Education Technology

Nikon Instruments Inc. Releases New Educational Microscope That Innovates Independent Learning

By Marina Dunbar
November 24, 2020

Nikon Instruments Inc. has just announced the launch of the Eclipse Ei educational microscope. Known for their innovation in the world of microscope technology, Nikon’s newest device is a notable advancement in the remote learning toolbox. The Eclipse Ei microscope allows for a unique combination of independent and communal learning, as it can be operated individually while images can be easily shared with fellow classmates. The device’s design puts special emphasis on being accessible and user-friendly so that the task of working independently is made more straightforward for students.

The Nikon Eclipse Ei Educational Microscope for Independent Learning

The microscope’s first significant innovation is that it is smartphone compatible. The user’s guide as well as various video tutorials can be accessed by simply scanning a QR code located on the device. This allows students to use personal technology that they already have available to access the guide, encouraging independent learning before the microscope itself is even used. The guide itself contains easy-to-follow step-by-step instructions.

In terms of features, the device uses a Digital Sight 1000 microscope camera, capable of taking both HD images and videos of the observed specimen. This content can then be easily shared with others either on a projector or through PCs and other smart devices, making it ideal for an academic environment, both in-person and virtual. The device is also designed to be physically easy to use. It allows users to maintain a natural posture in order to limit fatigue from bending down. It is also 30% lighter than previous microscopes, increasing portability.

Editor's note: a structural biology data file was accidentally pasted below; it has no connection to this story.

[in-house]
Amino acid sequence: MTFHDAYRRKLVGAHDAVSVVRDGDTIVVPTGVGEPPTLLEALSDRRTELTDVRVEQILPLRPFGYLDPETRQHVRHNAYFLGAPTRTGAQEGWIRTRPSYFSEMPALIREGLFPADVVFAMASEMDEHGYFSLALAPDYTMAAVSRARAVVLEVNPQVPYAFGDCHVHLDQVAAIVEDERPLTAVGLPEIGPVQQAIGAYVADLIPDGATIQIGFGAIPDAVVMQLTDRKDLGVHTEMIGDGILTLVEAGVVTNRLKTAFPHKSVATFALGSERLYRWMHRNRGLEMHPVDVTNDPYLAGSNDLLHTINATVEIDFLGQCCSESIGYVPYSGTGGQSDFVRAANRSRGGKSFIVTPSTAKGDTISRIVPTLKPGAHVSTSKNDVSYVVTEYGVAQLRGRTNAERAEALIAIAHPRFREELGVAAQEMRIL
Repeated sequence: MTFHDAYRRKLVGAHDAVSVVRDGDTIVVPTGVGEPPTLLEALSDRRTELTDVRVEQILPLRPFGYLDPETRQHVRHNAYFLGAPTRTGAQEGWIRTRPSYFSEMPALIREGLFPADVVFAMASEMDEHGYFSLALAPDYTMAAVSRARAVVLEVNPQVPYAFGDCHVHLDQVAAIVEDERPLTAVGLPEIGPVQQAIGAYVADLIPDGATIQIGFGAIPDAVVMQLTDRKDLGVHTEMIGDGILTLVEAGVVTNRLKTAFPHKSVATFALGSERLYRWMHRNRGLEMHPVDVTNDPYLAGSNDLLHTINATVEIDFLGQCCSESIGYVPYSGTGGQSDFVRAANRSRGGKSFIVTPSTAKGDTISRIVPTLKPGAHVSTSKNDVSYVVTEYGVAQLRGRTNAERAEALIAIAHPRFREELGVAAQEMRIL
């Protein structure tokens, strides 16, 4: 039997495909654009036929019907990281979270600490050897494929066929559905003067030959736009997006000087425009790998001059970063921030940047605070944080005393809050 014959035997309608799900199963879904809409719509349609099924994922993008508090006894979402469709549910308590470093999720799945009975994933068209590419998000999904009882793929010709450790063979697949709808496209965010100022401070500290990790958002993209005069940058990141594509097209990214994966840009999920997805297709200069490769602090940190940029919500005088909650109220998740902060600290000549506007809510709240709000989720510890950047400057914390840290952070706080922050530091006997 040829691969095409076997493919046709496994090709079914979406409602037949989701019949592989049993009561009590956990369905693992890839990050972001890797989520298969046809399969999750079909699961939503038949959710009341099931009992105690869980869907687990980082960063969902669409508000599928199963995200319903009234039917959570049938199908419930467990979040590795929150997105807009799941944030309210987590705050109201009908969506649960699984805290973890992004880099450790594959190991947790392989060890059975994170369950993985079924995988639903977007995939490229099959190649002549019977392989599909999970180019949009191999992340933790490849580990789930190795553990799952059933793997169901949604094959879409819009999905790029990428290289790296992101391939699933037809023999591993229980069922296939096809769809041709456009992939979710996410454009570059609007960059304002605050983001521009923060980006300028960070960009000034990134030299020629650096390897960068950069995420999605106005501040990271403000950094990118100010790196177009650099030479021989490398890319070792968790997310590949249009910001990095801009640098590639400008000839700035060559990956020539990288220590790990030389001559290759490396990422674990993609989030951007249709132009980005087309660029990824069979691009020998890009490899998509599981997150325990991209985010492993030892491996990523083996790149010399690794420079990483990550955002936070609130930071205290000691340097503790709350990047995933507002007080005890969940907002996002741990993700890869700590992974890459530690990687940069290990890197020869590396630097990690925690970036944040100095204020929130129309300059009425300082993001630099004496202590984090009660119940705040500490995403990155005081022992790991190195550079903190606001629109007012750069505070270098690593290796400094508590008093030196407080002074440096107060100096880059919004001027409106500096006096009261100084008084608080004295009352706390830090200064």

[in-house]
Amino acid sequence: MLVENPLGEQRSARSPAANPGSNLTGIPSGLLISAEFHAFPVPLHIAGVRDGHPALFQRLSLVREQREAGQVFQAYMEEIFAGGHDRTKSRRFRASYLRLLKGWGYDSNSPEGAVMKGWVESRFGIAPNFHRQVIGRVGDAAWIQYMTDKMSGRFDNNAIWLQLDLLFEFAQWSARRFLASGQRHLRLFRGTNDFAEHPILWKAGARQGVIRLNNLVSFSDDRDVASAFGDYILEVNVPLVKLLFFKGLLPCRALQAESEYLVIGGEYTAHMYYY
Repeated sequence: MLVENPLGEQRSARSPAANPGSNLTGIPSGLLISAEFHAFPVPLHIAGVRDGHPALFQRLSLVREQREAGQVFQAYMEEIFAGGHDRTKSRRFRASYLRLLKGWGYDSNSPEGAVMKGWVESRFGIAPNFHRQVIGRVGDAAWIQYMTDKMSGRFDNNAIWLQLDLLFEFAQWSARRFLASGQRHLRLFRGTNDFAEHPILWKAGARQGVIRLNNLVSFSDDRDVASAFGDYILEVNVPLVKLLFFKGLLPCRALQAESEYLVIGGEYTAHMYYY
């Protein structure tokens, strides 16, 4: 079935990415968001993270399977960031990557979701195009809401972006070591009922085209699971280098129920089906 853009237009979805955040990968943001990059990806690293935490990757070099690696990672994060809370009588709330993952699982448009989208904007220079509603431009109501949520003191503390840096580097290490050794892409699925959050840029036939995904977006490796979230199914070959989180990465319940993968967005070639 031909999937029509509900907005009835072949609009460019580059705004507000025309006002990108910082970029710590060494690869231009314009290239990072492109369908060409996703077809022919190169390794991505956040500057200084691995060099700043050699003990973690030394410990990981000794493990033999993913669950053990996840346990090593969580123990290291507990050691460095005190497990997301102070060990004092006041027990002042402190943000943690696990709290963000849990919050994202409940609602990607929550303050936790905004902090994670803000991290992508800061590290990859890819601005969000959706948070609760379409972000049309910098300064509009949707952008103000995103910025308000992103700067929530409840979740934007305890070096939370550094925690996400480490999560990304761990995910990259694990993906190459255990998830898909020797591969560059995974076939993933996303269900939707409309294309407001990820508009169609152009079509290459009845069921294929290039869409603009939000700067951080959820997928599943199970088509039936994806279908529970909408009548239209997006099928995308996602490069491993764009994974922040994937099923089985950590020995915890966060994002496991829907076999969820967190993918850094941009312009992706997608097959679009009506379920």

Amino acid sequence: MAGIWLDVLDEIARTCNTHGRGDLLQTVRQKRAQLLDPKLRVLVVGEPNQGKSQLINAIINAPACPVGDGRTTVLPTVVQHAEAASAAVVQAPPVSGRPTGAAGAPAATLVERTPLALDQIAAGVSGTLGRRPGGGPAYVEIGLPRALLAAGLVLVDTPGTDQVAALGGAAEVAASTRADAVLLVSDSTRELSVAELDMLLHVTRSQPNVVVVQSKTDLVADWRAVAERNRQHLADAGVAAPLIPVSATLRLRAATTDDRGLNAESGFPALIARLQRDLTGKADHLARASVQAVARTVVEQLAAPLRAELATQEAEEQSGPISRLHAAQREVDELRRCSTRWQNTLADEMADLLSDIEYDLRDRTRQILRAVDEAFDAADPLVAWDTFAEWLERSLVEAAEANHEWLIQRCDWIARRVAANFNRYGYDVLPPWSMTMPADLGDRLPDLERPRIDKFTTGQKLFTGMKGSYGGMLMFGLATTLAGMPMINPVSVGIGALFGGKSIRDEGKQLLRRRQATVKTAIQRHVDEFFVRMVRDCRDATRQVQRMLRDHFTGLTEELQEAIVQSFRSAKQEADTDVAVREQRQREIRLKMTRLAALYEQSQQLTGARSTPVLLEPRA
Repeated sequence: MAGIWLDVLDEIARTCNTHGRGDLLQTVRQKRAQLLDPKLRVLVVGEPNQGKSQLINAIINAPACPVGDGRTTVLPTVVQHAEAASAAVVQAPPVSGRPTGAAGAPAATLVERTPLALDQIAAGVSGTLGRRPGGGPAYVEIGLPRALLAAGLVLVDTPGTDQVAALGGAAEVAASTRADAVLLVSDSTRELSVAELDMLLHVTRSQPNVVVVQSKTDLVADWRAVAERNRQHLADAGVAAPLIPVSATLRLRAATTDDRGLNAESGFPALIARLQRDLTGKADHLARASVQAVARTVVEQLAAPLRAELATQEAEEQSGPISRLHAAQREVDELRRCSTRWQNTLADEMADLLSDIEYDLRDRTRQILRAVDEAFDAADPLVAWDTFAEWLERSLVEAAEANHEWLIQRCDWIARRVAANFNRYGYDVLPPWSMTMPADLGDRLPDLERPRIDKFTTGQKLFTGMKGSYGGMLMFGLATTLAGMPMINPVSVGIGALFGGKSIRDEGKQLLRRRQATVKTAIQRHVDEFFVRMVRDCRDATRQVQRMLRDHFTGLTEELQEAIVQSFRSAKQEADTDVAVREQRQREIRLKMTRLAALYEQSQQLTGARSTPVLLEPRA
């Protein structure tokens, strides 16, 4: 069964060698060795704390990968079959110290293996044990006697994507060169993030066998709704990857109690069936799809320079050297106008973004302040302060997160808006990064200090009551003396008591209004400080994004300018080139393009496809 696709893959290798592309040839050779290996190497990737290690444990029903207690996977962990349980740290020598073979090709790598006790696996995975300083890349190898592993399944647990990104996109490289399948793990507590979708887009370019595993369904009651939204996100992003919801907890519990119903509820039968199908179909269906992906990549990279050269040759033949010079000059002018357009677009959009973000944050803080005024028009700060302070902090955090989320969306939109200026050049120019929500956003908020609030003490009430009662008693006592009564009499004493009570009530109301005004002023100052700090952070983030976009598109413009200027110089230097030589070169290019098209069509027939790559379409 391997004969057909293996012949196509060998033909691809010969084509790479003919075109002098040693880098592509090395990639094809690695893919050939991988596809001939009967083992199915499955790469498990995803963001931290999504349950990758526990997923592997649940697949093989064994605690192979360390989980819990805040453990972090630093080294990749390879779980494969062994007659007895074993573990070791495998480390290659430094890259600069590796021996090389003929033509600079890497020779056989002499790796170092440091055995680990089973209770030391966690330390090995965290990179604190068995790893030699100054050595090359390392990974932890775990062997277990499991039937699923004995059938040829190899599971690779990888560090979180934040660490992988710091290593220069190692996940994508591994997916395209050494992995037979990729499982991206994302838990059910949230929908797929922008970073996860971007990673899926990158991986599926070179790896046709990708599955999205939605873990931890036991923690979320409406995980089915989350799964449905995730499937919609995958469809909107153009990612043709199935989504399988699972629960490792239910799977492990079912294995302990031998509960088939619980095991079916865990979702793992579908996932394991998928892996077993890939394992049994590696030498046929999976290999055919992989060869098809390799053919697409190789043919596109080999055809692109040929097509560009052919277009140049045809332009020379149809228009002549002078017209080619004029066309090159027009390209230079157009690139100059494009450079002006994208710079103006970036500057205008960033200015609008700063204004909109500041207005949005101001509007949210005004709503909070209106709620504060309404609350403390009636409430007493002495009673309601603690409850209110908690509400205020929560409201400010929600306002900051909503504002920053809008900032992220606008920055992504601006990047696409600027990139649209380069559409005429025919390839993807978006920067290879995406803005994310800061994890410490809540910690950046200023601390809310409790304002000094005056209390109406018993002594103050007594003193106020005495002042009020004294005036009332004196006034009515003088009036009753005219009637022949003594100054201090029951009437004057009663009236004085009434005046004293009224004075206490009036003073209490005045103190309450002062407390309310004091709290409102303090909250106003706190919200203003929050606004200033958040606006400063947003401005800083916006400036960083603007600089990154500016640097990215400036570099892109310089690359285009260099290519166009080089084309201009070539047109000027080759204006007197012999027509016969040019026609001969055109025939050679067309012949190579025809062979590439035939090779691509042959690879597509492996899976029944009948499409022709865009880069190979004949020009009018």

The Innovation of User Guides

The Eclipse Ei is an innovation for science education technology mainly because of how the ability to encourage independent learning is built into the device’s design. Similar smart microscopes have been available for some time now, such as the SmartMicroScope 5M, many of which have similar innovations in terms of accessibility and shareability. However, what makes the Eclipse Ei so notable is, oddly enough, how the guide is accessed. Encouraging independent learning by asking students to understand how to use a device on their own may seem like putting a burden on students. Self-directed and flipped learning reflect recent changes in technology-informed pedagogy.

In the past, instructors would be readily available in-person to guide students in how to use certain technologies. Even if a student were entirely enrolled in online education, their unique circumstances would mean counselors and faculty would still be easily available should the student need immediate guidance. However, online education is no longer unique to certain students, it has become universal as of late due to the pandemic. This means students are increasingly in need of guidance while faculty are becoming less immediately available. The ability of a device to guide students through how to use it properly is quite indispensable in the current conditions of education. Technology that teaches its users could very well be the next necessary modernization.

Featured Image: Lyra Belacqua-Sally, Pixabay.